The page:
Islamabad-Speakers at a one-day workshop here on Wednesday stressed the need for immediate steps to rein in growing tendency of extreme behaviours among the vulnerable younger generation in the country. The workshop titled “School Faculty Training for Peace Building” held at the House of Light School in Bara Kahu was organized to identify the growing tendencies of extreme behaviours in younger generation of lower middle and lower class as well as help the faculty of schools to take steps required to manage deviant behaviours and the drivers of extremism through different techniques, including the anger management.

Islamic Research Institute (IRI) Director Dr Aftab and Sabahat and Prof Qaiser from the Quaid-e-Azam University spoke on the occasion. While addressing the ceremony, they said the violent extremism is not caused by any single factor or grievance but it grows out of an intolerant world view in which violence is the primary medium of exchange and society is a means to an end. They said there are several ‘push’ and ‘pull’ factors operating within fragile, oppressive or conflict-affected environments that help explain this phenomenon. “Marginalization, grievances and experiences of injustice or corruption also push individuals towards violent behaviours,” they said.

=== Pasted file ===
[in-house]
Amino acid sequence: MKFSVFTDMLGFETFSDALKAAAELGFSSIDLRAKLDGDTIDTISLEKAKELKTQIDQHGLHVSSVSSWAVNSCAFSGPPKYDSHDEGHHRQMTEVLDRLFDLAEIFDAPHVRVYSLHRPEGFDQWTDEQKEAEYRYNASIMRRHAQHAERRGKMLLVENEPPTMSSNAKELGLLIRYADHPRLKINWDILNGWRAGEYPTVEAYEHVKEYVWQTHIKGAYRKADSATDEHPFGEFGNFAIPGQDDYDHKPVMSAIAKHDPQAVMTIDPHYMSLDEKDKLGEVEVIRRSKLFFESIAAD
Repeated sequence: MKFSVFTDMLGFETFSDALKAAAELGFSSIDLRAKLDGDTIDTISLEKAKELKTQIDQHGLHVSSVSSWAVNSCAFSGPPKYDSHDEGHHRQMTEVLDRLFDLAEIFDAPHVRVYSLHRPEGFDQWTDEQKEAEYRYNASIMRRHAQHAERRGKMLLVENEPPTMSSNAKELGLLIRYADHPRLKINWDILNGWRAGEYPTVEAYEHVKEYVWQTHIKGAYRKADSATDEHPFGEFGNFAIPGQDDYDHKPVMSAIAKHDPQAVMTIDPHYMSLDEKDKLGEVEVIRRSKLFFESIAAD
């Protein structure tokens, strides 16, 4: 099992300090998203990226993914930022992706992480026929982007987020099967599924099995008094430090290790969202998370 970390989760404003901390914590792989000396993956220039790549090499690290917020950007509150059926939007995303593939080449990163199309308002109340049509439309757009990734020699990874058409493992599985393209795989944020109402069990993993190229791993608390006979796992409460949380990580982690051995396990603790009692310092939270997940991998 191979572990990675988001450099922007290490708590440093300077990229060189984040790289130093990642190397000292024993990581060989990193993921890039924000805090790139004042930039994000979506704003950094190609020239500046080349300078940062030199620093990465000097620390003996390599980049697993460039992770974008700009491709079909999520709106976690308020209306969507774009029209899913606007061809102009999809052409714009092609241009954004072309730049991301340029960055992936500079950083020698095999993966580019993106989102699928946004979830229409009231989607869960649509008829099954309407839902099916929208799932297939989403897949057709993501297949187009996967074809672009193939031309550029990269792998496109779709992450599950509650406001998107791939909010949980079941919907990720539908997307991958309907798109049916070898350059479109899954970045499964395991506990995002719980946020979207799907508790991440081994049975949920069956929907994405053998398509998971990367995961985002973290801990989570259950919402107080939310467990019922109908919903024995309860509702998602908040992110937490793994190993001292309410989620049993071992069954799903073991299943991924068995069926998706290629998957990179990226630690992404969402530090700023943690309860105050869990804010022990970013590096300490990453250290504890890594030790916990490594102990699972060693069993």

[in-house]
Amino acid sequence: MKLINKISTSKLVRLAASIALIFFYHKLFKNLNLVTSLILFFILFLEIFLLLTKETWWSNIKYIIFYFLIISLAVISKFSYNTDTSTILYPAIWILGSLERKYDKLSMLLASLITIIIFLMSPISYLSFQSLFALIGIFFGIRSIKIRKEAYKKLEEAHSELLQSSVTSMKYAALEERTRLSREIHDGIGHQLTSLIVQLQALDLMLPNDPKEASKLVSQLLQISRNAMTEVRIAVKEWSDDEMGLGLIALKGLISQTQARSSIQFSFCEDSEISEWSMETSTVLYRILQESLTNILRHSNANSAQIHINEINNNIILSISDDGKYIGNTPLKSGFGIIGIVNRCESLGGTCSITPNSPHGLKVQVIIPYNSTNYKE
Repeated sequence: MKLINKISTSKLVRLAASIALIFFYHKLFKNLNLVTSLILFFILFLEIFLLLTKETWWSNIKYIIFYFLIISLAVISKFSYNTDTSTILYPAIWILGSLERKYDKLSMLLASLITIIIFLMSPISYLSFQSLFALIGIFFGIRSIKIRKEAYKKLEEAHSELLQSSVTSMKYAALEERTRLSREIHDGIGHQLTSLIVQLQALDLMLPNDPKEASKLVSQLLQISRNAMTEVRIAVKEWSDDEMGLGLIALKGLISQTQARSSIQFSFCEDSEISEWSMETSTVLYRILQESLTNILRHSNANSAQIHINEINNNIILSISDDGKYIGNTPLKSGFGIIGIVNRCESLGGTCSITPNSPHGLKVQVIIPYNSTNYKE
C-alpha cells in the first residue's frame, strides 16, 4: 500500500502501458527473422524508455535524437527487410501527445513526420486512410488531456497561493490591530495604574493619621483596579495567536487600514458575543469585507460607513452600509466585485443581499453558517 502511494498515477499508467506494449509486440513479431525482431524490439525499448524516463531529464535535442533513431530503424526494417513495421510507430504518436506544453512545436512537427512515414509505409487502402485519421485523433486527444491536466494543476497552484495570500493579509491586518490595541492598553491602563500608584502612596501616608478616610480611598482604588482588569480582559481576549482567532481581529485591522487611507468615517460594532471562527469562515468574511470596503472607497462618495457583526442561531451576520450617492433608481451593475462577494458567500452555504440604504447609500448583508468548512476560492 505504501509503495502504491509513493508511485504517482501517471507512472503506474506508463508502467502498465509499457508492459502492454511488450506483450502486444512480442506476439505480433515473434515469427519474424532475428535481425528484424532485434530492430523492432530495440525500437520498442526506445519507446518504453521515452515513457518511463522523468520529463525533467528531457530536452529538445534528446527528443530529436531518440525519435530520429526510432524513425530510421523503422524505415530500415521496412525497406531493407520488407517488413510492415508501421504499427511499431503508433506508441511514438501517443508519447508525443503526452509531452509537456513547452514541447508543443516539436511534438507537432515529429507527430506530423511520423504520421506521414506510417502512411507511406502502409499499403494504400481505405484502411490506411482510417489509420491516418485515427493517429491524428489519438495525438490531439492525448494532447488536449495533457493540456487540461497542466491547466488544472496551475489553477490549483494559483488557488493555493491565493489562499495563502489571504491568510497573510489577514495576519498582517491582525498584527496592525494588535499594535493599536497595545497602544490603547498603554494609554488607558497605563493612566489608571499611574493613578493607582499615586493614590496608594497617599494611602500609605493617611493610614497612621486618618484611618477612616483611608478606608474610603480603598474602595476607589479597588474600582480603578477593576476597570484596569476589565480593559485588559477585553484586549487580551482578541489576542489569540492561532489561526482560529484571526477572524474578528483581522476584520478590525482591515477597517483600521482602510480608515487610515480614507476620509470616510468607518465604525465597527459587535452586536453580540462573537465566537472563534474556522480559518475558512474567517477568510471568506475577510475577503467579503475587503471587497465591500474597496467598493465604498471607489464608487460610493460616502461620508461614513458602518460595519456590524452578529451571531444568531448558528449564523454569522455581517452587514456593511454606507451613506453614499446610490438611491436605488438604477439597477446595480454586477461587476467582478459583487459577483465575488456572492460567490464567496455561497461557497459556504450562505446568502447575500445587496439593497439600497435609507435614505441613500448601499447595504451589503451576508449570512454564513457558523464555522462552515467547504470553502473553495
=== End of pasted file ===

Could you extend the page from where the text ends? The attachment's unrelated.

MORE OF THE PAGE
The speakers said that the faculty of schools can hugely contribute towards nation building and making Pakistan a place where wisdom, peace and harmony prevails. They said the teachers as agents of peace can address the legacy of violent behaviours in contexts where religion, sect and ethnicity have mitigated against the promotion of social cohesion in the society. “School and classroom need to be used to engage students for bringing about a mindset change. Students need to be taught about tolerance and how they can live and co-exist with other people from other faiths and from other cultures,” they said.

“Violent extremism seeks to destroy the foundation of humanity. ‘Hard power’ is not enough to counter a threat that draws on exclusive visions of the world and builds on false interpretations of faith, hatred and intolerance. We need ‘soft power’ to win this battle.

We need to educate a new generation of peace fighters with the skills and knowledge they need to respond to those who distort history, culture and religion,” they said, and added that teachers can play a vital role in achieving this objective. The speakers also threw light on the ‘Paigham-e-Pakistan’ initiative of the government of Pakistan which they said was the best tool to deal with growing extremism and intolerance in the society. They said the basic objective of the initiative was to promote peace, harmony and friendly relations among various segments of the society and stressed the need for a concerted effort to disseminate the message of Paigham-e-Pakistan initiative among all segments of the society across the country.